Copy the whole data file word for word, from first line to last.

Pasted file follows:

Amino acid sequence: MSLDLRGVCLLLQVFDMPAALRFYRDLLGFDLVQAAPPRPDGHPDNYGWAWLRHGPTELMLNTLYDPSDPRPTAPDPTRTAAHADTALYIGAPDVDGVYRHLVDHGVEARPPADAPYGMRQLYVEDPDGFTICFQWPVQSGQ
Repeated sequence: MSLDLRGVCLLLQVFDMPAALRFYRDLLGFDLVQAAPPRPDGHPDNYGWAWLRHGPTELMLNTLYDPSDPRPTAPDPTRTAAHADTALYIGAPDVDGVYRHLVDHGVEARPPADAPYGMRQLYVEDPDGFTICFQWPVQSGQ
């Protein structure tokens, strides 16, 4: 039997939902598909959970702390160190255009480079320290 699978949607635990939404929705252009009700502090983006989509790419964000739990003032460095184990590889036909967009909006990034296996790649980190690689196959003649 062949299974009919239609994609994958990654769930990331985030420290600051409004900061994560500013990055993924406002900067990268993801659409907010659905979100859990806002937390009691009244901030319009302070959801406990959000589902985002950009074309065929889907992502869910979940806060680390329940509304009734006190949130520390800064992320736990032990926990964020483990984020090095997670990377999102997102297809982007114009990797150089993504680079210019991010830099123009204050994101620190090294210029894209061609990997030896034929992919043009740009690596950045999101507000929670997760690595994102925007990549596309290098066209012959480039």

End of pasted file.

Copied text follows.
Amino acid sequence: MSLDLRGVCLLLQVFDMPAALRFYRDLLGFDLVQAAPPRPDGHPDNYGWAWLRHGPTELMLNTLYDPSDPRPTAPDPTRTAAHADTALYIGAPDVDGVYRHLVDHGVEARPPADAPYGMRQLYVEDPDGFTICFQWPVQSGQ
Repeated sequence: MSLDLRGVCLLLQVFDMPAALRFYRDLLGFDLVQAAPPRPDGHPDNYGWAWLRHGPTELMLNTLYDPSDPRPTAPDPTRTAAHADTALYIGAPDVDGVYRHLVDHGVEARPPADAPYGMRQLYVEDPDGFTICFQWPVQSGQ
């Protein structure tokens, strides 16, 4: 039997939902598909959970702390160190255009480079320290 699978949607635990939404929705252009009700502090983006989509790419964000739990003032460095184990590889036909967009909006990034296996790649980190690689196959003649 062949299974009919239609994609994958990654769930990331985030420290600051409004900061994560500013990055993924406002900067990268993801659409907010659905979100859990806002937390009691009244901030319009302070959801406990959000589902985002950009074309065929889907992502869910979940806060680390329940509304009734006190949130520390800064992320736990032990926990964020483990984020090095997670990377999102997102297809982007114009990797150089993504680079210019991010830099123009204050994101620190090294210029894209061609990997030896034929992919043009740009690596950045999101507000929670997760690595994102925007990549596309290098066209012959480039």